Location Technology Finds Growth at CES

LAS VEGAS—While connected and autonomous vehicles seemed to be the rage at this year’s CES, a growing number of location companies exhibited new products.

Not all of the technology, much of it exhibited in IoT sections at the Westgate and Sands Convention Center, centered on GPS and other Global Navigation Satellite Systems (GNSS). A number of companies are integrating GNSS, but relying solely on such terrestrial-based technology as low-power, wide-area network protocols (LoRaWAN).

One company, TrackNet, is leveraging these wide-area networks for smart home products, and from this technology, spinning off location-based applications. The company recently launched a Kickstarter campaign to promote its technology and new products.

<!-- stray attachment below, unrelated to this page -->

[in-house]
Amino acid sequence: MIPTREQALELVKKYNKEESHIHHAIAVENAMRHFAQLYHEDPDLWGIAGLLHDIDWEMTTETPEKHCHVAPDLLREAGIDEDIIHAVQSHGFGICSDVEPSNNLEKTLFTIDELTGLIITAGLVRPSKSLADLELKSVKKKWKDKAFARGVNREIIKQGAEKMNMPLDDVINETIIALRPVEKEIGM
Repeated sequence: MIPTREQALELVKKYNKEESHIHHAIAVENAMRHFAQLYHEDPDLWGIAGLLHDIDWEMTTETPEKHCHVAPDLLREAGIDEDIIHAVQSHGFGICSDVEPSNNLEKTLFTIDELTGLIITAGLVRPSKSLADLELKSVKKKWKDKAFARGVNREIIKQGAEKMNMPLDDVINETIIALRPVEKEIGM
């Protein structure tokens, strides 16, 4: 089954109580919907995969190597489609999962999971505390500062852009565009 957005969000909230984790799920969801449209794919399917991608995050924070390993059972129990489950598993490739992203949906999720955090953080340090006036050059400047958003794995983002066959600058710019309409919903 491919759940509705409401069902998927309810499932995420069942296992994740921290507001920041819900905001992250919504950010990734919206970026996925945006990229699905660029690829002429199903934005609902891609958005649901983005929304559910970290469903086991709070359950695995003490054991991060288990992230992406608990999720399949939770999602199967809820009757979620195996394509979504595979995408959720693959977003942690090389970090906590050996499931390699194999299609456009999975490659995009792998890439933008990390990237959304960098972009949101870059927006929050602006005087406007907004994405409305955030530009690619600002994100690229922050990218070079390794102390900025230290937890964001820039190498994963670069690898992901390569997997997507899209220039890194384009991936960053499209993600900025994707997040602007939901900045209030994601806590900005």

“[LoRaWAN] enables many more applications out of the home. The challenges with [current] smart home technology are the coverage challenges in a garage, basement, barn, boathouse and front gate. This technology overcomes these challenges and add more use cases like locating kids, pets and elderly people,” said Hardy Schmidbauer, TrackNet CEO and co-founder.

TrackNet, which exhibited at the Pepcom media event during CES, launched its Tabs smart home monitoring product that monitors children’s activities and pinpoints their location through a smartphone app. The company said Tabs includes several sensors: motion sensor, door and window sensor and healthy home sensor that monitors carbon dioxide levels.